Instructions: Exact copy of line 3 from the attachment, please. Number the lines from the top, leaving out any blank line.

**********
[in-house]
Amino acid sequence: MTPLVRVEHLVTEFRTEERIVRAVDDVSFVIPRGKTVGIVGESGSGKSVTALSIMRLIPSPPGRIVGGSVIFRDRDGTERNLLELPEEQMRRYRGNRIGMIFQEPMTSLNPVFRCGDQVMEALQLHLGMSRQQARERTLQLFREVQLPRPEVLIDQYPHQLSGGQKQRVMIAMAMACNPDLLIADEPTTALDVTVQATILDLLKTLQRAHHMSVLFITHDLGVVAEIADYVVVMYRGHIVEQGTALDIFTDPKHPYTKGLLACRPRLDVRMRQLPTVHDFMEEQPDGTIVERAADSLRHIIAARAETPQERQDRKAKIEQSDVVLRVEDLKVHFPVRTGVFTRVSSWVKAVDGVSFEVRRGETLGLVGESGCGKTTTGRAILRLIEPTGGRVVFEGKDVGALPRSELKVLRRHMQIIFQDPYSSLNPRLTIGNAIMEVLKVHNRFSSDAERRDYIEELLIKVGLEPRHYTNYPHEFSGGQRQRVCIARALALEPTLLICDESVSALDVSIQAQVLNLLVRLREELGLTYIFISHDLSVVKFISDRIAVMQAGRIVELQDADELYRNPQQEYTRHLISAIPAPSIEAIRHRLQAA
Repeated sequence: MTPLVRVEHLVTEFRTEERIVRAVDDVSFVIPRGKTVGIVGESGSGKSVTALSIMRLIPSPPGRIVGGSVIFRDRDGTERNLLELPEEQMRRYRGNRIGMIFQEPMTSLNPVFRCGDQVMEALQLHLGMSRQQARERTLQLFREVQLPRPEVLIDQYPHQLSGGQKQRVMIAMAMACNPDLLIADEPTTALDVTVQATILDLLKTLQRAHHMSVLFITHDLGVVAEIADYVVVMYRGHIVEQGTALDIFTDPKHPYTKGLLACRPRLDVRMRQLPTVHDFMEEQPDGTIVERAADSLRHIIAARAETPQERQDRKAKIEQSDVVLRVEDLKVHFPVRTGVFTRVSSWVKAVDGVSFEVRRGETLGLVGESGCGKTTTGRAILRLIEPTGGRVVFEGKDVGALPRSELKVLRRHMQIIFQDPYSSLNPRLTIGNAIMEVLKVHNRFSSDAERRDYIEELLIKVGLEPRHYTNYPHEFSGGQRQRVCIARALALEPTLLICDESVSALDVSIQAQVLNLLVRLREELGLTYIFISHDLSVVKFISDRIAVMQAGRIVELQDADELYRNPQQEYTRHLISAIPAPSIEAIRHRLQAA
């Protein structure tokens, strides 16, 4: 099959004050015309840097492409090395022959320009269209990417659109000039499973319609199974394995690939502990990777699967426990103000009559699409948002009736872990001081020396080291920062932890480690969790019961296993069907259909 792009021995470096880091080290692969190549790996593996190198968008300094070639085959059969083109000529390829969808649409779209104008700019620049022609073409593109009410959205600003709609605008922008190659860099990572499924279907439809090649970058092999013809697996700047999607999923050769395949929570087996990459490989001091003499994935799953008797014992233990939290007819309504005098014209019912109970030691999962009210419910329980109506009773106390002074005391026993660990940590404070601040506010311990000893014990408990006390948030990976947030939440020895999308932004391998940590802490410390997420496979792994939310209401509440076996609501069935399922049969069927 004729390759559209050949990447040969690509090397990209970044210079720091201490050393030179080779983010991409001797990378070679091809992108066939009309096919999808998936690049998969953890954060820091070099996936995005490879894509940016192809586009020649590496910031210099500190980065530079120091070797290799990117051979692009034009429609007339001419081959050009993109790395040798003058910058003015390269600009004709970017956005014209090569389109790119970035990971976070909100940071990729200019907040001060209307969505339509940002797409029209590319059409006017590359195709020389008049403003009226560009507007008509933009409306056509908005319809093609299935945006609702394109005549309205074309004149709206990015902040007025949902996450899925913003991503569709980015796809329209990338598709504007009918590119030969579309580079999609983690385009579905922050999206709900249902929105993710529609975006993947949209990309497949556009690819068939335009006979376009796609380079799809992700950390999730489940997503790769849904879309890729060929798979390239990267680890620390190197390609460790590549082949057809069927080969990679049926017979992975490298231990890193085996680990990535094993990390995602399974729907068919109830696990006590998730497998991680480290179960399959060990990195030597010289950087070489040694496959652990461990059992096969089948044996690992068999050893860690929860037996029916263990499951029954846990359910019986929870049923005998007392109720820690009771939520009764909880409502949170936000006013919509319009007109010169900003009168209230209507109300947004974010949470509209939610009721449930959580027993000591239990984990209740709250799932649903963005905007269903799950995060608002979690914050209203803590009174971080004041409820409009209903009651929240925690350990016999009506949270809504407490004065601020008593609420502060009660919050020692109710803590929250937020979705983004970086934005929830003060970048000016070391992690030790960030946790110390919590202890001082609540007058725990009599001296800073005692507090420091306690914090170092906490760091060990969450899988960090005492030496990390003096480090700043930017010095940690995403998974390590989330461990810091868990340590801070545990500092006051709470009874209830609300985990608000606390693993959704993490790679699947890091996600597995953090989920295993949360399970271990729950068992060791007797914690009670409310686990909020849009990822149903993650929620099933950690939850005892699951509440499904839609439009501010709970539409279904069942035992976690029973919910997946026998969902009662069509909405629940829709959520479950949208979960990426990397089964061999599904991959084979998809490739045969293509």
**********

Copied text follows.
Repeated sequence: MTPLVRVEHLVTEFRTEERIVRAVDDVSFVIPRGKTVGIVGESGSGKSVTALSIMRLIPSPPGRIVGGSVIFRDRDGTERNLLELPEEQMRRYRGNRIGMIFQEPMTSLNPVFRCGDQVMEALQLHLGMSRQQARERTLQLFREVQLPRPEVLIDQYPHQLSGGQKQRVMIAMAMACNPDLLIADEPTTALDVTVQATILDLLKTLQRAHHMSVLFITHDLGVVAEIADYVVVMYRGHIVEQGTALDIFTDPKHPYTKGLLACRPRLDVRMRQLPTVHDFMEEQPDGTIVERAADSLRHIIAARAETPQERQDRKAKIEQSDVVLRVEDLKVHFPVRTGVFTRVSSWVKAVDGVSFEVRRGETLGLVGESGCGKTTTGRAILRLIEPTGGRVVFEGKDVGALPRSELKVLRRHMQIIFQDPYSSLNPRLTIGNAIMEVLKVHNRFSSDAERRDYIEELLIKVGLEPRHYTNYPHEFSGGQRQRVCIARALALEPTLLICDESVSALDVSIQAQVLNLLVRLREELGLTYIFISHDLSVVKFISDRIAVMQAGRIVELQDADELYRNPQQEYTRHLISAIPAPSIEAIRHRLQAA